Environmental Protection Agency administrator Scott Pruitt’s job has been dangling by a thread, as he has incurred so many scandals that even a reporter from Fox News unexpectedly brutalized him. Pruitt reportedly received a tough phone call from White House chief of staff John Kelly insisting that “the flow of negative and damning stories needed to stop soon,” and asking if any other revelation “hasn’t come out yet.”
Well, there are. Several new developments have made Pruitt look even shadier than he already appeared. The EPA’s ethics adviser, Kevin Minoli, had approved Pruitt’s unusual arrangement in which he rented a room from a lobbyist for $50 a night, and only had to pay for nights he stayed there. (Normal rentals don’t work that way; paying on a nightly basis is a hotel rate, and $50 is way below market price for a hotel room.) Minoli revealed that he was not given all the information about Pruitt’s arrangement. “Evaluating those questions would have required factual information that was not before us and the Review does not address those questions,” he wrote in a memo.
That’s daily revelation No. 1. Daily revelation No. 2 is that while Pruitt has claimed that the lobbyist who gave him his sweetheart rental deal, J. Steven Hart, “has no clients who have business before this agency,” it turns out that this is not true. The Daily Beast reports that Hart “was personally representing a natural gas company, an airline giant, and a major manufacturer that had business before the agency at the time.”
The third Pruitt ethics revelation of the day comes via CBS. Shortly after taking his job, Pruitt was stuck in traffic and asked the head of his security detail, Special Agent Eric Weese, to turn on his sirens to clear cars off the road. Weese, a 16-year veteran of the agency, told Pruitt that sirens were only used for emergencies. Pruitt fired him.
This dovetails with another Pruitt habit, which is a taste for traveling in high style. He has racked up thousands of dollars in first-class travel, apparently triggered by a traumatic encounter in coach seating when a man yelled, “Pruitt, you’re fucking up the environment!” (Pruitt apparently did not consider the possibility that the man was a Trump fan who intended this as a compliment.)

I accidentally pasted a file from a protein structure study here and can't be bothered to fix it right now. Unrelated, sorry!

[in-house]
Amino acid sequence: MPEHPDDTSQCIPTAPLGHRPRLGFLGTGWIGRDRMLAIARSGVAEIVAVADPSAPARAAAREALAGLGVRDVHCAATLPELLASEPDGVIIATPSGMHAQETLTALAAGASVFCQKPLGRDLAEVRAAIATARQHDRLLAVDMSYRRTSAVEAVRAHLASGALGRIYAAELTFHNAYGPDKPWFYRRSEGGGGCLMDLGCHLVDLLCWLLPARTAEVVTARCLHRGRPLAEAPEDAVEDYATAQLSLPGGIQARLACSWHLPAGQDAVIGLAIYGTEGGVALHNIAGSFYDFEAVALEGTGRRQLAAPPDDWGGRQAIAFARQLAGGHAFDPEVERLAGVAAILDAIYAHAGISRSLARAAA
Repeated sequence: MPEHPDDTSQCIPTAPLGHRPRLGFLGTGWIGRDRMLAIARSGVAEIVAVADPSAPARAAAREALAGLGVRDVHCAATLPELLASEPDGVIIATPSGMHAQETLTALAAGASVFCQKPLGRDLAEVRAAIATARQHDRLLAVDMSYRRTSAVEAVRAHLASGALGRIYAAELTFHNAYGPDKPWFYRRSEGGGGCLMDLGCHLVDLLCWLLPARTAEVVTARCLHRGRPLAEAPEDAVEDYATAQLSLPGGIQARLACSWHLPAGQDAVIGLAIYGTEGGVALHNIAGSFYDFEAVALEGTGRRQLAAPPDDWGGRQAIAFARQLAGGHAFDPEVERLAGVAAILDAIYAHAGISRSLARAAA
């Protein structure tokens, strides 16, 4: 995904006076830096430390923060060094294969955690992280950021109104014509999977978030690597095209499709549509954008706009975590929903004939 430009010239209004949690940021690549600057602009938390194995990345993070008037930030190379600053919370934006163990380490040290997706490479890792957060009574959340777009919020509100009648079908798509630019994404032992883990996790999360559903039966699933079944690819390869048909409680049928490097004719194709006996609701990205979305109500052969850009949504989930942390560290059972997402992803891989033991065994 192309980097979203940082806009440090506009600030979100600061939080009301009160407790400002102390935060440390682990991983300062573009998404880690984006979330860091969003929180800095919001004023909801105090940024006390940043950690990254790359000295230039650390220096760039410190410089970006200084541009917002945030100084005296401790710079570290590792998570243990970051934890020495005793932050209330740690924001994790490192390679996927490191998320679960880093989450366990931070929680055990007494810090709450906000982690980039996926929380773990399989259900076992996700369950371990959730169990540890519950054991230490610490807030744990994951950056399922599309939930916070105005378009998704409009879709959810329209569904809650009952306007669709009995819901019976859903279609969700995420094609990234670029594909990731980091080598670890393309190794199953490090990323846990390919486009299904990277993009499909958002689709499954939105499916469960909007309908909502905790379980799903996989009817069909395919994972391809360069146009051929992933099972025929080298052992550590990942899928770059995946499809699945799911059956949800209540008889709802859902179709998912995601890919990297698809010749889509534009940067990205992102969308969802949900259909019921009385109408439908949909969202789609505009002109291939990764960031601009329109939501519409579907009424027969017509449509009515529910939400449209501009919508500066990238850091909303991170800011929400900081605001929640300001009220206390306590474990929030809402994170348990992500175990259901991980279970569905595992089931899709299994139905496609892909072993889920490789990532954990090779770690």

Pruitt has been fighting to hold on to his job in the face of multiplying scandals. Axios reports that Pruitt’s allies are distributing scripted defenses of the scandal-tarred Cabinet member, making two points: “Don’t let the left take down Pruitt. This is really about ideology, and people on the left who don’t like his aggressive moves to unwind regulations,” and “Firing Pruitt would bring endless trouble. Pruitt’s backers say the left — and they lump the mainstream press into that category — won’t be satisfied if Pruitt goes. They’ll just move onto the next cabinet secretary.”
Numerous right-wing columnists have repeated the Pruitt-approved talking points almost verbatim. These include the Federalist’s Mollie Hemingway (“Scott Pruitt Is Trump’s Biggest Asset. That’s Why the Left Wants Him Gone”), the Daily Caller’s Saagar Enjeti (“Conservatives Will Have a Hard Time Ditching Scott Pruitt”), and Jenny Beth Martin of the Tea Party Citizen Patriots Fund (“In spite of his coming under attack from the radical left and their allies in the liberal media, Pruitt is making real progress for the American people at an agency that the left believes it alone should run and control.”).
This isn’t totally wrong. Pruitt is doing what he was brought on to do: fucking up the environment. He was also brought on to enable the wide-scale corruption of allowing fossil-fuel companies to essentially dictate policy. Pruitt’s public career has consisted, in large part, in facilitating this form of corruption, serving essentially as a factotum for the industry’s own lobbyists, who he has hired to run the agency overseeing their employers, and treated them like his boss. Yet he has been unable to avoid the petty corruptions available to a man with his power — hiring his friends, profiting off of access, traveling in luxury at public expense.
With just 51 Republicans in the Senate, it won’t be simple to confirm a replacement as slavish to the fossil-fuel industry as Pruitt. And yet the uninterrupted embarrassments he has brought the administration seem to make it highly likely that Trump will have to do just that.
Update: There’s another new Pruitt scandal. The New York Times reports that at least five EPA staffers were demoted, reassigned, or requested new jobs after challenging Pruitt’s lavish expenditure demands. Those demands included “unusually large spending on office furniture and first-class travel, as well as certain demands by Mr. Pruitt for security coverage, such as requests for a bulletproof vehicle and an expanded 20-person protective detail.” Pruitt requested not only a bulletproof vehicle with run-flat tires that could keep driving even after raked with gunfire, he wanted a bulletproof desk. And he apparently assumed anybody who questioned these demands was his enemy.